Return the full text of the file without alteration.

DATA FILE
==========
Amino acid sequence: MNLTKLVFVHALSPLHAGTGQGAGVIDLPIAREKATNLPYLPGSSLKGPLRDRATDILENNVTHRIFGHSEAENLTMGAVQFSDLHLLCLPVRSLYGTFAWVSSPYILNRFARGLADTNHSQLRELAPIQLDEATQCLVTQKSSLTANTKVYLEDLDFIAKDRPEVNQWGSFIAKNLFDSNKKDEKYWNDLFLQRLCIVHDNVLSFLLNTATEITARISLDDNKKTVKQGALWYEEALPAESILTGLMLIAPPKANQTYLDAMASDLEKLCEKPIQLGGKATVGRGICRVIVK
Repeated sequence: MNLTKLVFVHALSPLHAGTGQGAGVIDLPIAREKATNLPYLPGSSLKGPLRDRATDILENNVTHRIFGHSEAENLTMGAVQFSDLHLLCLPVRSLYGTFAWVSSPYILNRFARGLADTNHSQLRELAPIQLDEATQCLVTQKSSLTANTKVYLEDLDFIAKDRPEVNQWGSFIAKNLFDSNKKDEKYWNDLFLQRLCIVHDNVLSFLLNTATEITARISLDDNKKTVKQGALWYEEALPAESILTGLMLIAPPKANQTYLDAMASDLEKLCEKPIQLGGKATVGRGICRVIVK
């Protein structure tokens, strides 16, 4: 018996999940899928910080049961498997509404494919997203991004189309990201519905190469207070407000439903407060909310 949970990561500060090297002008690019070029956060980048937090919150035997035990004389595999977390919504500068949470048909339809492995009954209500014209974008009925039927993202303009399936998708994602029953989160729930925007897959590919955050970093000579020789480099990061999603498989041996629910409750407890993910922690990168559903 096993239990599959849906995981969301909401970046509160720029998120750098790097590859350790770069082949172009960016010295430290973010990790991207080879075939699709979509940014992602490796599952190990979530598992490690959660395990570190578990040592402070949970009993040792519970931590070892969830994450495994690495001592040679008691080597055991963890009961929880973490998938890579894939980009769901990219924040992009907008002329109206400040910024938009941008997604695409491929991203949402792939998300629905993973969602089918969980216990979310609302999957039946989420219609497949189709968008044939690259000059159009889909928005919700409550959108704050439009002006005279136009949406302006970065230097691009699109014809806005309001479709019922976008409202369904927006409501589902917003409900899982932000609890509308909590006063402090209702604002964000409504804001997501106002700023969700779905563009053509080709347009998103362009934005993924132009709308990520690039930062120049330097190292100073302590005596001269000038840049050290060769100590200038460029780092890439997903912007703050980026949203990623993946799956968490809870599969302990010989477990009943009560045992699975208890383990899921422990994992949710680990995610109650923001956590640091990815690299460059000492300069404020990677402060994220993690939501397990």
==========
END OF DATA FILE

Amino acid sequence: MNLTKLVFVHALSPLHAGTGQGAGVIDLPIAREKATNLPYLPGSSLKGPLRDRATDILENNVTHRIFGHSEAENLTMGAVQFSDLHLLCLPVRSLYGTFAWVSSPYILNRFARGLADTNHSQLRELAPIQLDEATQCLVTQKSSLTANTKVYLEDLDFIAKDRPEVNQWGSFIAKNLFDSNKKDEKYWNDLFLQRLCIVHDNVLSFLLNTATEITARISLDDNKKTVKQGALWYEEALPAESILTGLMLIAPPKANQTYLDAMASDLEKLCEKPIQLGGKATVGRGICRVIVK
Repeated sequence: MNLTKLVFVHALSPLHAGTGQGAGVIDLPIAREKATNLPYLPGSSLKGPLRDRATDILENNVTHRIFGHSEAENLTMGAVQFSDLHLLCLPVRSLYGTFAWVSSPYILNRFARGLADTNHSQLRELAPIQLDEATQCLVTQKSSLTANTKVYLEDLDFIAKDRPEVNQWGSFIAKNLFDSNKKDEKYWNDLFLQRLCIVHDNVLSFLLNTATEITARISLDDNKKTVKQGALWYEEALPAESILTGLMLIAPPKANQTYLDAMASDLEKLCEKPIQLGGKATVGRGICRVIVK
């Protein structure tokens, strides 16, 4: 018996999940899928910080049961498997509404494919997203991004189309990201519905190469207070407000439903407060909310 949970990561500060090297002008690019070029956060980048937090919150035997035990004389595999977390919504500068949470048909339809492995009954209500014209974008009925039927993202303009399936998708994602029953989160729930925007897959590919955050970093000579020789480099990061999603498989041996629910409750407890993910922690990168559903 096993239990599959849906995981969301909401970046509160720029998120750098790097590859350790770069082949172009960016010295430290973010990790991207080879075939699709979509940014992602490796599952190990979530598992490690959660395990570190578990040592402070949970009993040792519970931590070892969830994450495994690495001592040679008691080597055991963890009961929880973490998938890579894939980009769901990219924040992009907008002329109206400040910024938009941008997604695409491929991203949402792939998300629905993973969602089918969980216990979310609302999957039946989420219609497949189709968008044939690259000059159009889909928005919700409550959108704050439009002006005279136009949406302006970065230097691009699109014809806005309001479709019922976008409202369904927006409501589902917003409900899982932000609890509308909590006063402090209702604002964000409504804001997501106002700023969700779905563009053509080709347009998103362009934005993924132009709308990520690039930062120049330097190292100073302590005596001269000038840049050290060769100590200038460029780092890439997903912007703050980026949203990623993946799956968490809870599969302990010989477990009943009560045992699975208890383990899921422990994992949710680990995610109650923001956590640091990815690299460059000492300069404020990677402060994220993690939501397990």